About the products

The Coming Home Collection Part I:

Woven Ties



The Coming Home Collection was an ode to part founder Amy (Akudo) Iheakanwa’s return to Nigeria and her attempt to explore this rich, diverse and complex culture that she still had so much to learn about. The collection explores Aso Oke weave as its main base material based on its durability, beauty and opportunity for colour experimentation. The significance of the Aso Oke cloth to Nigerians, particularly the Yoruba tribe was also a predominant factor for its use in this collection, particularly the fact that it possessed historically royal ties and the desire for the Shekudo woman to recognise the significance of the cloth while wearing her Shekudo piece.


Aso Oke (pronounced Ah-sho-kay) is the traditional wear of the Yoruba’s (the tribe of the south West people in Nigeria) worn on special occasions by the Yoruba’s usually for chieftaincy,  festivals, engagements, naming ceremonies and other important events. Aso Oke weaving - which has been around for over 600 years, is created over an intricate multi step process on a narrow strip loom and mostly woven by Yoruba men weavers.  



The weaves in this collection draw inspiration from the 600 year old Aso Oke process while incorporating elements of Lagos and its surrounds. The continual flurry of colours that met Akudo on her return to Nigeria, from the woman selling ground nut in Lagos Island wearing her baby pink “Love Me” T-shirt and Ankara skirt, to the  dilapidated forest green stair case in Ebute Metta have all made their way into the weave patterns.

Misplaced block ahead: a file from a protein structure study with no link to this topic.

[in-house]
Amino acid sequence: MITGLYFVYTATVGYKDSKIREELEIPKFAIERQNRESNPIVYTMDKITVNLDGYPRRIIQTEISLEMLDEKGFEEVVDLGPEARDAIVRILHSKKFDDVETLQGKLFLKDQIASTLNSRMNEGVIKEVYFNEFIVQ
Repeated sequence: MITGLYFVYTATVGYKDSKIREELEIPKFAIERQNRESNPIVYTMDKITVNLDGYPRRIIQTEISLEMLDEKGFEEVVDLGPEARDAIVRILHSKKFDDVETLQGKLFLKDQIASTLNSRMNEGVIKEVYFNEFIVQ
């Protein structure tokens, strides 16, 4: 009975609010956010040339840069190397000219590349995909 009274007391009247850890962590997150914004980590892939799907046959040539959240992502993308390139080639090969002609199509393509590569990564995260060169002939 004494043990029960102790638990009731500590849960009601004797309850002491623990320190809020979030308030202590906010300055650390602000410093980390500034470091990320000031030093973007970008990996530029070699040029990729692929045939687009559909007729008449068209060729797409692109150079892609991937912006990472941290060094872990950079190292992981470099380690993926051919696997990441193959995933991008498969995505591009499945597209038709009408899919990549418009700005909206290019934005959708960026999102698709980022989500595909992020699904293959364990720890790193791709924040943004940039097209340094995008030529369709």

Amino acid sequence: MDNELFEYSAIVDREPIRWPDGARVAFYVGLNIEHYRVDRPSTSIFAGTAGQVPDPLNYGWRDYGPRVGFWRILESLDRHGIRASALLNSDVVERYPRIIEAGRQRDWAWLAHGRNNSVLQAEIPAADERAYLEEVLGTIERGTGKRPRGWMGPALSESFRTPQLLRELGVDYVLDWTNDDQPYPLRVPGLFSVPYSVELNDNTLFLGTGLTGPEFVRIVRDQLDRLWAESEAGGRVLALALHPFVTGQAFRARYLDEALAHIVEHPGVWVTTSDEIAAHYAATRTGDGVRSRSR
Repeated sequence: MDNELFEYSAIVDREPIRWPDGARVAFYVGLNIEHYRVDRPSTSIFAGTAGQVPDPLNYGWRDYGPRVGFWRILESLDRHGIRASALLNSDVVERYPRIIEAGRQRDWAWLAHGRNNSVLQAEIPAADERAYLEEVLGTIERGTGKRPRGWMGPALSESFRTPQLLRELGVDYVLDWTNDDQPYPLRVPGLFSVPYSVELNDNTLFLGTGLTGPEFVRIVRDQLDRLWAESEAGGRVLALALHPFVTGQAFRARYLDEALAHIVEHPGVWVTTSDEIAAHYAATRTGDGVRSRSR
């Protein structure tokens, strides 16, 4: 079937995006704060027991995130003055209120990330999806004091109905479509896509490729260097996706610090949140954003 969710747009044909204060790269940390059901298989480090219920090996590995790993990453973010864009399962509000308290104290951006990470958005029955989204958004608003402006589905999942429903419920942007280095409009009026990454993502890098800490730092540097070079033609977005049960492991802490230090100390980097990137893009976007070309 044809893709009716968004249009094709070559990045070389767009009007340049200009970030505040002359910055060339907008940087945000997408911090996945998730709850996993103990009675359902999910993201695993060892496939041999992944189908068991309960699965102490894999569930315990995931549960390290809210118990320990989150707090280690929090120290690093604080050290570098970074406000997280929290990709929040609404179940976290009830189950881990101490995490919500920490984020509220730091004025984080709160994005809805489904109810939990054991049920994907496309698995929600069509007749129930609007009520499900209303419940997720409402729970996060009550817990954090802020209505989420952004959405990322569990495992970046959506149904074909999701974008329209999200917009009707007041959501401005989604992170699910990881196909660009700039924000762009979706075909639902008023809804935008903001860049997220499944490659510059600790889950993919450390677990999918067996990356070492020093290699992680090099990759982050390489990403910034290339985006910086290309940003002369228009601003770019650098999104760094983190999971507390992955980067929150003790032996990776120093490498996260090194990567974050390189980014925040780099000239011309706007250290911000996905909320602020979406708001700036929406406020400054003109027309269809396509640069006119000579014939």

Each weave pattern is individually designed in house.



Our silver is 925 sterling silver sourced from Northern Nigeria and put  together in Lagos Nigeria with minimal machinery.

The designs for this collection are based on the many organic shapes often presenting in the local environment or common motifs that were and still are significant to Nigerian culture.

For example, the Adaku, Ikpu and Zirachi earrings were created with Nsibidi (or Nsibiri) in mind, a system of symbols indigenous to what is now southeastern Nigeria dating back to approximately 2000 BCE. Nsibidi was often used on wall designs, calabashes, swords, and tattoos although aspects of colonisation such as Western education and Christian doctrine drastically reduced the number of Nsibidi-literate people.

The power possessed by Women was also a major factor in the earring design process. From the physical female form and the possession of Goddess qualities - based on traditional Nigerian beliefs systems, to the exploration of ideas about what it means to be a Woman.